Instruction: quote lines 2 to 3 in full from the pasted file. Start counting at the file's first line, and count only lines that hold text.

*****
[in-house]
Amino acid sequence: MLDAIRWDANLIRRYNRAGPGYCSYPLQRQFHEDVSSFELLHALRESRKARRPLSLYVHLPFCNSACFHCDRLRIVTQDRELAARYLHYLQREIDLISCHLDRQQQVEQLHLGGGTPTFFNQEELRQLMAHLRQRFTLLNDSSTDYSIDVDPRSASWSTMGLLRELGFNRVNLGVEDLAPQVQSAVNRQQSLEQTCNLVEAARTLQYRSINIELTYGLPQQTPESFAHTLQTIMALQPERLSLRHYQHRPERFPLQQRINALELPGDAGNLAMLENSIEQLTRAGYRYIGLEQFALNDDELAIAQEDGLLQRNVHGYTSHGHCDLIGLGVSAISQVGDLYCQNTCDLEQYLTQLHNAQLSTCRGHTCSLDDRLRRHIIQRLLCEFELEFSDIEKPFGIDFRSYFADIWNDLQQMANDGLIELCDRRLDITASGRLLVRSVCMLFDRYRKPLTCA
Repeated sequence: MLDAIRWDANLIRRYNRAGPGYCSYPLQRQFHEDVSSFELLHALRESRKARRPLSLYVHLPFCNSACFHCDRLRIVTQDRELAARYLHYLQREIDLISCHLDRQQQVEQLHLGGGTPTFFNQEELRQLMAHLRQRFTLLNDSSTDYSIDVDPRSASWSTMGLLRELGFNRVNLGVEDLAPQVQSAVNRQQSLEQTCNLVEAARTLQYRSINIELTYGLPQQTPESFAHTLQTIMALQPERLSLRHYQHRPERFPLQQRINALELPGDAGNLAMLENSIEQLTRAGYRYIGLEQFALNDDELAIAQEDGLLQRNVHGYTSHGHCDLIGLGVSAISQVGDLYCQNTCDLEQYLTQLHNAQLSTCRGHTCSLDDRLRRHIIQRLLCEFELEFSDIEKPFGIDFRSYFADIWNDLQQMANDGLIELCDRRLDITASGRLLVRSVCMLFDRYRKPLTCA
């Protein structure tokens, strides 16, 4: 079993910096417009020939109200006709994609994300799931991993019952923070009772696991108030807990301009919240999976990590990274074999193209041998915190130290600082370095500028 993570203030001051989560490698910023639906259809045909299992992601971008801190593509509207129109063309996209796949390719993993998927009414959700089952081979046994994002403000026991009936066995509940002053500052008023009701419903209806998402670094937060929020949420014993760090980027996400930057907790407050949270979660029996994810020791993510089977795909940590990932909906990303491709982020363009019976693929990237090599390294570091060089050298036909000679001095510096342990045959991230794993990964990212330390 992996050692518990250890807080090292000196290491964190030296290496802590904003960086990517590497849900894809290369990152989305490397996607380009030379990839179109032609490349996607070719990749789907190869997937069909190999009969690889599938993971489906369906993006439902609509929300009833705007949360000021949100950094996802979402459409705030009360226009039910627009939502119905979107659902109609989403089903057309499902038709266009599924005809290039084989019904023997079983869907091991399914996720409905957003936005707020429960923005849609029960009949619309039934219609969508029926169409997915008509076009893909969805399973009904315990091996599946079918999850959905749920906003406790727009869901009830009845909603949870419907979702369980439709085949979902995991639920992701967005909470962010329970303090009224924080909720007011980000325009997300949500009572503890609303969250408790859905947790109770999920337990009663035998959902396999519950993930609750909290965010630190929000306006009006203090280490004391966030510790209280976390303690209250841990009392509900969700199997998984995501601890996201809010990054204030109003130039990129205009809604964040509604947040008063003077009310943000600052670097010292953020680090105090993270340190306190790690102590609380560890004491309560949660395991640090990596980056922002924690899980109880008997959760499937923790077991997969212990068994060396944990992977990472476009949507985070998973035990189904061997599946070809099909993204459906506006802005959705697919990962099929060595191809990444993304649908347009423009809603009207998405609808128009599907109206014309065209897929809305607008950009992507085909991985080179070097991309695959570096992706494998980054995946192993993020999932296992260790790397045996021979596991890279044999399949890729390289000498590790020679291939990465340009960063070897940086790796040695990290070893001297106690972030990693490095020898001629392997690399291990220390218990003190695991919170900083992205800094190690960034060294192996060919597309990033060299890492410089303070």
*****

Amino acid sequence: MLDAIRWDANLIRRYNRAGPGYCSYPLQRQFHEDVSSFELLHALRESRKARRPLSLYVHLPFCNSACFHCDRLRIVTQDRELAARYLHYLQREIDLISCHLDRQQQVEQLHLGGGTPTFFNQEELRQLMAHLRQRFTLLNDSSTDYSIDVDPRSASWSTMGLLRELGFNRVNLGVEDLAPQVQSAVNRQQSLEQTCNLVEAARTLQYRSINIELTYGLPQQTPESFAHTLQTIMALQPERLSLRHYQHRPERFPLQQRINALELPGDAGNLAMLENSIEQLTRAGYRYIGLEQFALNDDELAIAQEDGLLQRNVHGYTSHGHCDLIGLGVSAISQVGDLYCQNTCDLEQYLTQLHNAQLSTCRGHTCSLDDRLRRHIIQRLLCEFELEFSDIEKPFGIDFRSYFADIWNDLQQMANDGLIELCDRRLDITASGRLLVRSVCMLFDRYRKPLTCA
Repeated sequence: MLDAIRWDANLIRRYNRAGPGYCSYPLQRQFHEDVSSFELLHALRESRKARRPLSLYVHLPFCNSACFHCDRLRIVTQDRELAARYLHYLQREIDLISCHLDRQQQVEQLHLGGGTPTFFNQEELRQLMAHLRQRFTLLNDSSTDYSIDVDPRSASWSTMGLLRELGFNRVNLGVEDLAPQVQSAVNRQQSLEQTCNLVEAARTLQYRSINIELTYGLPQQTPESFAHTLQTIMALQPERLSLRHYQHRPERFPLQQRINALELPGDAGNLAMLENSIEQLTRAGYRYIGLEQFALNDDELAIAQEDGLLQRNVHGYTSHGHCDLIGLGVSAISQVGDLYCQNTCDLEQYLTQLHNAQLSTCRGHTCSLDDRLRRHIIQRLLCEFELEFSDIEKPFGIDFRSYFADIWNDLQQMANDGLIELCDRRLDITASGRLLVRSVCMLFDRYRKPLTCA